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Superheroes abandoned us amid the pandemic. Will they still matter afterward?

As our world changes, superhero movies will need to change too

Adam Graham
The Detroit News

Movies are different now. 

Everything is different now, to be fair, from a trip to the grocery store to what's considered a night out on the town. (Take out pizza and Skip-Bo? Score!)

Scarlett Johansson in "Black Widow."

But movies, especially, are being seen through a new lens, and that's something that the studios that are holding on to their big blockbuster titles until everything settles down have perhaps not considered. Movies are a reflection of our hopes, dreams, fantasies and fears. And right now our fears, as we're living inside a raging pandemic with no end in sight, are pretty high.

Prior to COVID-19 and quarantine, mask wearing was mostly done by superheroes on the big screen. The Marvel Cinematic Universe enjoyed an unprecedented run atop the box office, hauling in more than $22 billion worldwide over the last 12 years. Superhero movies, for all intents and purposes, replaced baseball as America's national past time. 

But will we still flock to superhero movies after the pandemic? Marvel has "Black Widow" on deck, and when audiences finally get their eyes on it, it will go one of two ways: It will be seen as a sheer escapist delight and a much-needed break from reality, or as a dated relic of a pre-COVID world. 

The same goes for "Wonder Woman 1984," which at least has the benefit of already being set in a simpler, more innocent period — ah, the bliss of the 1980s — but it will face similar hurdles that all pre-COVID holdovers will face: through no fault of their own, they were made at a different time for a different audience.

Superhero movies weren't always our go-to form of escapism. It wasn't until after 9/11 — when America was facing new, unknown enemies and feeling more vulnerable than it had in generations — that fantasies and comic book movies took over at the box office, and a superhero other than Batman was able to draw an audience.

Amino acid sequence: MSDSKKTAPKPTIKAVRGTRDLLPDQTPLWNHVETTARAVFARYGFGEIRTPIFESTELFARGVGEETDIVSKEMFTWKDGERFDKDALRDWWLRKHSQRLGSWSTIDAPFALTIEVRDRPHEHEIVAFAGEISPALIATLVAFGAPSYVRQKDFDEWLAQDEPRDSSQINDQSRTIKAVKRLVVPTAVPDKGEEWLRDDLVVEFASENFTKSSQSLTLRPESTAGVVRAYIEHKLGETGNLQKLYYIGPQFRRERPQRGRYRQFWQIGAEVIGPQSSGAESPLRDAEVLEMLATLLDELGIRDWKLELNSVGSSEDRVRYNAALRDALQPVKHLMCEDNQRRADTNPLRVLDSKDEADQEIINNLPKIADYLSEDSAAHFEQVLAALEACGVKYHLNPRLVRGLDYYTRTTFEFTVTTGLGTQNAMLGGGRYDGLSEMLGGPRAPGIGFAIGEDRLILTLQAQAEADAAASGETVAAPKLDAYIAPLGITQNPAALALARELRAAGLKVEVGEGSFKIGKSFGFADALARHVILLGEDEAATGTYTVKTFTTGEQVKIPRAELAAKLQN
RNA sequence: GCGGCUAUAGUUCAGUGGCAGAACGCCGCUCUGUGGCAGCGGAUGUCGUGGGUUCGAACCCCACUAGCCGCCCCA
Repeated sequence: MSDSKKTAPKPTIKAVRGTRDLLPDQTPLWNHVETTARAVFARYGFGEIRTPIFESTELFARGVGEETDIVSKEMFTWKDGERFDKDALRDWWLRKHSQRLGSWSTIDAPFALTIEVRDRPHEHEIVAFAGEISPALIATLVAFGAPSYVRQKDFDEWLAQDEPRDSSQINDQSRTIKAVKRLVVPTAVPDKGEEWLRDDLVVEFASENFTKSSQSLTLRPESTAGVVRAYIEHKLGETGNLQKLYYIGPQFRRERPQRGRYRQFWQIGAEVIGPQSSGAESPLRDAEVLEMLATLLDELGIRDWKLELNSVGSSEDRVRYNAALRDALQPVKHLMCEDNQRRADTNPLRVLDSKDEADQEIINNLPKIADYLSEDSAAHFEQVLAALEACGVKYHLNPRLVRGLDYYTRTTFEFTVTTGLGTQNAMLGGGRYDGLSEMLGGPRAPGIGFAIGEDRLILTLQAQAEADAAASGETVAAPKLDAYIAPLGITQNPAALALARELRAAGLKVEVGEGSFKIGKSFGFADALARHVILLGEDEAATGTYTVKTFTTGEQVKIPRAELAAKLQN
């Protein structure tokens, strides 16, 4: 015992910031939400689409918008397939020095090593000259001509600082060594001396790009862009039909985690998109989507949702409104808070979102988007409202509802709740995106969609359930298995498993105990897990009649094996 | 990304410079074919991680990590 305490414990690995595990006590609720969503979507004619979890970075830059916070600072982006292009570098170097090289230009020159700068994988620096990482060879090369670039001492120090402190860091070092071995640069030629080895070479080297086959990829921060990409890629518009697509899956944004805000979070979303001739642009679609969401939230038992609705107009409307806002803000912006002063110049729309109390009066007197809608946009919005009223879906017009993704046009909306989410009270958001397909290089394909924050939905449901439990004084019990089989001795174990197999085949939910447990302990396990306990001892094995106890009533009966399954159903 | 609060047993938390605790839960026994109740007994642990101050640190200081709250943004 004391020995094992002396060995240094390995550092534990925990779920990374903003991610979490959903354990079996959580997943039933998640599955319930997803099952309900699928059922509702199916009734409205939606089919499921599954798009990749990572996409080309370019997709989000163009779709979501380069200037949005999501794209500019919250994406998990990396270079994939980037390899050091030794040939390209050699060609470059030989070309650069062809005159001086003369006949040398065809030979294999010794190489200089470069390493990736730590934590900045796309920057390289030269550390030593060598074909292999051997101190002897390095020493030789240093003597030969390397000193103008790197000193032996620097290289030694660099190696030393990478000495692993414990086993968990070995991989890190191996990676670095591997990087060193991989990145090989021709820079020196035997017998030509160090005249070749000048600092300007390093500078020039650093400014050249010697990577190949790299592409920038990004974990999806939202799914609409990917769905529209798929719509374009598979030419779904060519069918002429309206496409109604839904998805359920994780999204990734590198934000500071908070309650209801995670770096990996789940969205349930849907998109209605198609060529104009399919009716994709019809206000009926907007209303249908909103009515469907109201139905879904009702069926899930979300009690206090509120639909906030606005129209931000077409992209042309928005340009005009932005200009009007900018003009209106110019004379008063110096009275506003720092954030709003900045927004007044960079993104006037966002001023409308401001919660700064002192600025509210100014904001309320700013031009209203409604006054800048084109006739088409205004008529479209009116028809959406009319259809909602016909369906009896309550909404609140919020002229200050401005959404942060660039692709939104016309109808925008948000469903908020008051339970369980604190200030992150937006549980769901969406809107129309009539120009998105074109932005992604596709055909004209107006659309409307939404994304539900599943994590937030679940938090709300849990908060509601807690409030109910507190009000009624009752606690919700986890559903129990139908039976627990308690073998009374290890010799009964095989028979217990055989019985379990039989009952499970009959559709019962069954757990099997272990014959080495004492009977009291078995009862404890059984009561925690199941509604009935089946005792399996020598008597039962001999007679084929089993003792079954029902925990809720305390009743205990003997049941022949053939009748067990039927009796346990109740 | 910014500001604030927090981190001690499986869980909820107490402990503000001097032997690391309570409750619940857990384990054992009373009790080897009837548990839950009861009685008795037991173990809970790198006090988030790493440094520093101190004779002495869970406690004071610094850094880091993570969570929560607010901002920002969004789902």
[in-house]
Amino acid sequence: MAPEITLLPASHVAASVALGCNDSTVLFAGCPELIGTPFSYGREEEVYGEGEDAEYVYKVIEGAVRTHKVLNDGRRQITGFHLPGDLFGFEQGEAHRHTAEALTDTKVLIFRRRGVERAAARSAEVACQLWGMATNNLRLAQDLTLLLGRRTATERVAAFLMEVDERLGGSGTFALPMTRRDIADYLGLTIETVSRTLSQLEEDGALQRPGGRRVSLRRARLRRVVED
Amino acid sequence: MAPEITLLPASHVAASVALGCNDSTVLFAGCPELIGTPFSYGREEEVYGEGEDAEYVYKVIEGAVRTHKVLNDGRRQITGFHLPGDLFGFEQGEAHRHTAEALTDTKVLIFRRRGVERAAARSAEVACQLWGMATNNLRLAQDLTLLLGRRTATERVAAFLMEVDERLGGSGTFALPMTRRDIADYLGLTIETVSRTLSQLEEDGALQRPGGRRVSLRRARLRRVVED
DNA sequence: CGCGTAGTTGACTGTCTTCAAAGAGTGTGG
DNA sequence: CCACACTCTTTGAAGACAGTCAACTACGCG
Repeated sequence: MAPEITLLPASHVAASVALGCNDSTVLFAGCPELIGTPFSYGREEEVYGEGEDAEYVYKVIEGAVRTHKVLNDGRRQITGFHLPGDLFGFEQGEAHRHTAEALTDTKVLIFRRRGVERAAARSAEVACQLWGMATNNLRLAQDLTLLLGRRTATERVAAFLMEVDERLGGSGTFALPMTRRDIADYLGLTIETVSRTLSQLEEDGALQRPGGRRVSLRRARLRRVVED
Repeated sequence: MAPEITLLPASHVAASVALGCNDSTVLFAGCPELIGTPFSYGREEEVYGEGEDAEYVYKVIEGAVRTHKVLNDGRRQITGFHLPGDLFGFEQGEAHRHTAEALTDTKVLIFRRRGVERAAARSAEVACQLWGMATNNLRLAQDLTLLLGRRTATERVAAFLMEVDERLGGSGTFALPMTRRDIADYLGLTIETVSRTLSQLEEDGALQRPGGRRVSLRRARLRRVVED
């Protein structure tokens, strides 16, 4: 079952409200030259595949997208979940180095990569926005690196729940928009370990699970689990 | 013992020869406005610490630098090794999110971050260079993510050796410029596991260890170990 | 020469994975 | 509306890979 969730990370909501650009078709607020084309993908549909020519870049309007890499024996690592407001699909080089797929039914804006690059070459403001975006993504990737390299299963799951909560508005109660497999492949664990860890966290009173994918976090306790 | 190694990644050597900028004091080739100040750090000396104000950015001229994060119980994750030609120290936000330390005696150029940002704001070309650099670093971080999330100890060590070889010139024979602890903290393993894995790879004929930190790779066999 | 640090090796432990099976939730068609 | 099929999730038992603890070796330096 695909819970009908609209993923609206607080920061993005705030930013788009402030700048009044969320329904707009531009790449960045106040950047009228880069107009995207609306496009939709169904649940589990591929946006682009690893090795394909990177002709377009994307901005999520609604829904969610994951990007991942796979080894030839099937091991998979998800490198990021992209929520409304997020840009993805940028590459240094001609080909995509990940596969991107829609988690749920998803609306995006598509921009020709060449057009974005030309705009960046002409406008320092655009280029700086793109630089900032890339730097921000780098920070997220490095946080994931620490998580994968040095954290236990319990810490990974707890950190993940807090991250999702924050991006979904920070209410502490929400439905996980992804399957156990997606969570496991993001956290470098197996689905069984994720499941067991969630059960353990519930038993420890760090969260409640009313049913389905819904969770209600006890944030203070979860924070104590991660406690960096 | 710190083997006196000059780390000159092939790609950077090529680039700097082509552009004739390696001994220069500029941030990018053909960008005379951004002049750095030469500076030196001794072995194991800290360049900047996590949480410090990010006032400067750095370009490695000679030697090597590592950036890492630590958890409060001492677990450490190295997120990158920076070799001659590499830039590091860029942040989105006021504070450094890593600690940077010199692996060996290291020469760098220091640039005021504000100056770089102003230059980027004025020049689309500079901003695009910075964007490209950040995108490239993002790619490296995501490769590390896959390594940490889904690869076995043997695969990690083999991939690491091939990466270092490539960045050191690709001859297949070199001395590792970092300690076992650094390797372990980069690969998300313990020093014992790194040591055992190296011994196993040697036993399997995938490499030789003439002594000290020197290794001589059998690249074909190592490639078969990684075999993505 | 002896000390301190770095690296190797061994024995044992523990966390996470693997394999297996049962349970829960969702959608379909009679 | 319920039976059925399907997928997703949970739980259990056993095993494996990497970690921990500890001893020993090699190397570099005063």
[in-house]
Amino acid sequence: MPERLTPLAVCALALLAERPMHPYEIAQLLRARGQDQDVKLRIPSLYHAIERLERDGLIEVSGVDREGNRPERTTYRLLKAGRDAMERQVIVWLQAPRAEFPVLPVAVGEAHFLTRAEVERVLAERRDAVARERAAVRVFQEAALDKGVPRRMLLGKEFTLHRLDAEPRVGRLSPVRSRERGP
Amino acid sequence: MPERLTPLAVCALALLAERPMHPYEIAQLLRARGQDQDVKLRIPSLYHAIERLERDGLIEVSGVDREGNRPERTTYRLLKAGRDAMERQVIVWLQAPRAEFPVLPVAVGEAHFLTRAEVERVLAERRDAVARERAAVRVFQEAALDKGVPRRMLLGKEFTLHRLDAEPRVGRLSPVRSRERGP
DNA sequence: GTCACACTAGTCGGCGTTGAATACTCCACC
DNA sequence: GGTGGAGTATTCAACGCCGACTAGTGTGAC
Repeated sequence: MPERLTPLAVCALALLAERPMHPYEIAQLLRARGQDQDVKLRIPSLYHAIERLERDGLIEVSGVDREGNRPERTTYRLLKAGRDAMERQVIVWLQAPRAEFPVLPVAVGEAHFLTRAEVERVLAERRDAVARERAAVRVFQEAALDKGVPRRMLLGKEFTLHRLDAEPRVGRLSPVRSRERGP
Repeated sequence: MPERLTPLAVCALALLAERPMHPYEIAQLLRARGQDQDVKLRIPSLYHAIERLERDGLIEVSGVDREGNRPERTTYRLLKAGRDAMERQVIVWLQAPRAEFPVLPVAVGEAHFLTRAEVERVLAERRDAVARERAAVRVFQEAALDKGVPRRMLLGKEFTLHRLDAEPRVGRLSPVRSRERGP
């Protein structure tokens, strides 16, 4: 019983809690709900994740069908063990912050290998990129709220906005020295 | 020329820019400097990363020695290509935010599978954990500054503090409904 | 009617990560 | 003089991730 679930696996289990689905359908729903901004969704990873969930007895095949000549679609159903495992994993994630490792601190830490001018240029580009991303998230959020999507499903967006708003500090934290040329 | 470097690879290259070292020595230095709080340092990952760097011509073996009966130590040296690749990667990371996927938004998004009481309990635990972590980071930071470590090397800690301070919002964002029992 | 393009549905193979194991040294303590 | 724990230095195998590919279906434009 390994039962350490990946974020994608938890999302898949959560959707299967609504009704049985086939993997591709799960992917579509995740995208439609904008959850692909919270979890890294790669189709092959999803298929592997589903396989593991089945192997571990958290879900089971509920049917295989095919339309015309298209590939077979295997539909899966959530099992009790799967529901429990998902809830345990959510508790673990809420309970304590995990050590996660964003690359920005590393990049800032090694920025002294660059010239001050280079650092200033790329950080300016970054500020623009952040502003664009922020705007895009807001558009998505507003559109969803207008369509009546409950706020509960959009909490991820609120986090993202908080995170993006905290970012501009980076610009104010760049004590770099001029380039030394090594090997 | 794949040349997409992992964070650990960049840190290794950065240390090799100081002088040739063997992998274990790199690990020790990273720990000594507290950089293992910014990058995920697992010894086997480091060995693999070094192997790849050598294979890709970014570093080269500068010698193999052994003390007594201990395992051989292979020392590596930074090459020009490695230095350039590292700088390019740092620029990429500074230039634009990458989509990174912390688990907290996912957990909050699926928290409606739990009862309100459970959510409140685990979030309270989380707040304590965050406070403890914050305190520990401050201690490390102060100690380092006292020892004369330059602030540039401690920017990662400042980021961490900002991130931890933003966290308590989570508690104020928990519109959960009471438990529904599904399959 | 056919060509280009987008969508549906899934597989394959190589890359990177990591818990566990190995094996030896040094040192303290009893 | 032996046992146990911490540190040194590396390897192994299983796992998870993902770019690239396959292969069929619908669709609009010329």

Since then, superhero movies have topped the yearly box office eight times, including five of the last 10 years. But when we've needed them most, where have our superheroes gone? Turns out they're all in hiding. (I had hopes that "Black Widow" and "Wonder Woman 1984" would be released for at-home audiences on VOD services and would go head-to-head, like the time Kanye West and 50 Cent released their albums on the same day, and let the public decide who wins. Alas, it never happened, and I think the window for that to be a culture-shifting event has passed.)

Some movies, meanwhile, play better during the pandemic, whether through clairvoyance or sheer coincidence. One such example is the trippy psychedelic nightmare "She Dies Tomorrow," released this weekend on VOD services, which taps into current feelings of isolation and dread in a way that's downright eerie. It's a virus thriller, in the sense that the virus being spread is fear. Gee, sound familiar?

Kate Lyn Sheil plays Amy, a troubled woman who's worried she's going to die tomorrow. She shares her vague yet oddly specific premonition with Jane (Jane Adams), who then begins to worry that she, too, will die tomorrow. And so on. It's an existential crisis-turned-pandemic of its own, and who knows how it would have played before our present situation, but right now it's the kind of movie that screams "current mood."

Which is not to say that "She Dies Tomorrow," an experimental arthouse picture with limited commercial appeal, is the future of movies. But it's a good snapshot of the now of movies, at a time when the future as uncertain as ever. 

agraham@detroitnews.com

@grahamorama